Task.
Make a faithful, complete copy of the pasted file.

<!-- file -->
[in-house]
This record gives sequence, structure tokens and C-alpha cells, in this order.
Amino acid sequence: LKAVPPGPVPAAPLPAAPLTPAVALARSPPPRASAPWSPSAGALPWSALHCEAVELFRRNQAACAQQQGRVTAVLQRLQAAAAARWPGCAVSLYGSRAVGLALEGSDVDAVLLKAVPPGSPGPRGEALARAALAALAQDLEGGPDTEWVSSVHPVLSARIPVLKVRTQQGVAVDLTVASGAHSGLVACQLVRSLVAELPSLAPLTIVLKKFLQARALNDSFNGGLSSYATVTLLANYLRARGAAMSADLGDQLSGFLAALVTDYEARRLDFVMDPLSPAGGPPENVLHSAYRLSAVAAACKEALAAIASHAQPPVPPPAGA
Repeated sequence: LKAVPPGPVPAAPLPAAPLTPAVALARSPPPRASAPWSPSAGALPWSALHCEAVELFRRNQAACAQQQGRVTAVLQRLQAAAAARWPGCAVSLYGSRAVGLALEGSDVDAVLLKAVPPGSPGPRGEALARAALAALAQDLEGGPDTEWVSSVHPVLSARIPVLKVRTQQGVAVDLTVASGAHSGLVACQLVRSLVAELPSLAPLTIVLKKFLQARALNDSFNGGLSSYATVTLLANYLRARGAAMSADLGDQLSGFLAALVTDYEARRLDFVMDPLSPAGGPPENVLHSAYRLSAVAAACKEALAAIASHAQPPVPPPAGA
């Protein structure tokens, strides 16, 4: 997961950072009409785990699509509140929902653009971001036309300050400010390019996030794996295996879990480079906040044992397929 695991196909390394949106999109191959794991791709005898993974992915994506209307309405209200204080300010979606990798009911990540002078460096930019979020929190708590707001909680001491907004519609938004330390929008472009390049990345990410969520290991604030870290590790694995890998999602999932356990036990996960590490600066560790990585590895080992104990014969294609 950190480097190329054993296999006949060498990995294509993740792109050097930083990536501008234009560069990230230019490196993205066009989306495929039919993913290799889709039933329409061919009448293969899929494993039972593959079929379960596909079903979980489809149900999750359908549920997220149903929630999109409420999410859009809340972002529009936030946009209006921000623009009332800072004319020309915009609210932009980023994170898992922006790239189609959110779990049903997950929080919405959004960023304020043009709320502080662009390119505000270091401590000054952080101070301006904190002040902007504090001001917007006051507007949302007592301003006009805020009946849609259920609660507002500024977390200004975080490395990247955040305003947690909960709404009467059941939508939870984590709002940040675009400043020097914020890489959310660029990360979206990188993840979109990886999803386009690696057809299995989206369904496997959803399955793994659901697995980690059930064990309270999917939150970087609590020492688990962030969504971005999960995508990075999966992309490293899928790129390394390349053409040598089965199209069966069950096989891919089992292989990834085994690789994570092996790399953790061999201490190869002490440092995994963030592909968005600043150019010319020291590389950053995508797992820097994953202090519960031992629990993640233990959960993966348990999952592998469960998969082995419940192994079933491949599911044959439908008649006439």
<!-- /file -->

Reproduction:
[in-house]
This record gives sequence, structure tokens and C-alpha cells, in this order.
Amino acid sequence: LKAVPPGPVPAAPLPAAPLTPAVALARSPPPRASAPWSPSAGALPWSALHCEAVELFRRNQAACAQQQGRVTAVLQRLQAAAAARWPGCAVSLYGSRAVGLALEGSDVDAVLLKAVPPGSPGPRGEALARAALAALAQDLEGGPDTEWVSSVHPVLSARIPVLKVRTQQGVAVDLTVASGAHSGLVACQLVRSLVAELPSLAPLTIVLKKFLQARALNDSFNGGLSSYATVTLLANYLRARGAAMSADLGDQLSGFLAALVTDYEARRLDFVMDPLSPAGGPPENVLHSAYRLSAVAAACKEALAAIASHAQPPVPPPAGA
Repeated sequence: LKAVPPGPVPAAPLPAAPLTPAVALARSPPPRASAPWSPSAGALPWSALHCEAVELFRRNQAACAQQQGRVTAVLQRLQAAAAARWPGCAVSLYGSRAVGLALEGSDVDAVLLKAVPPGSPGPRGEALARAALAALAQDLEGGPDTEWVSSVHPVLSARIPVLKVRTQQGVAVDLTVASGAHSGLVACQLVRSLVAELPSLAPLTIVLKKFLQARALNDSFNGGLSSYATVTLLANYLRARGAAMSADLGDQLSGFLAALVTDYEARRLDFVMDPLSPAGGPPENVLHSAYRLSAVAAACKEALAAIASHAQPPVPPPAGA
């Protein structure tokens, strides 16, 4: 997961950072009409785990699509509140929902653009971001036309300050400010390019996030794996295996879990480079906040044992397929 695991196909390394949106999109191959794991791709005898993974992915994506209307309405209200204080300010979606990798009911990540002078460096930019979020929190708590707001909680001491907004519609938004330390929008472009390049990345990410969520290991604030870290590790694995890998999602999932356990036990996960590490600066560790990585590895080992104990014969294609 950190480097190329054993296999006949060498990995294509993740792109050097930083990536501008234009560069990230230019490196993205066009989306495929039919993913290799889709039933329409061919009448293969899929494993039972593959079929379960596909079903979980489809149900999750359908549920997220149903929630999109409420999410859009809340972002529009936030946009209006921000623009009332800072004319020309915009609210932009980023994170898992922006790239189609959110779990049903997950929080919405959004960023304020043009709320502080662009390119505000270091401590000054952080101070301006904190002040902007504090001001917007006051507007949302007592301003006009805020009946849609259920609660507002500024977390200004975080490395990247955040305003947690909960709404009467059941939508939870984590709002940040675009400043020097914020890489959310660029990360979206990188993840979109990886999803386009690696057809299995989206369904496997959803399955793994659901697995980690059930064990309270999917939150970087609590020492688990962030969504971005999960995508990075999966992309490293899928790129390394390349053409040598089965199209069966069950096989891919089992292989990834085994690789994570092996790399953790061999201490190869002490440092995994963030592909968005600043150019010319020291590389950053995508797992820097994953202090519960031992629990993640233990959960993966348990999952592998469960998969082995419940192994079933491949599911044959439908008649006439």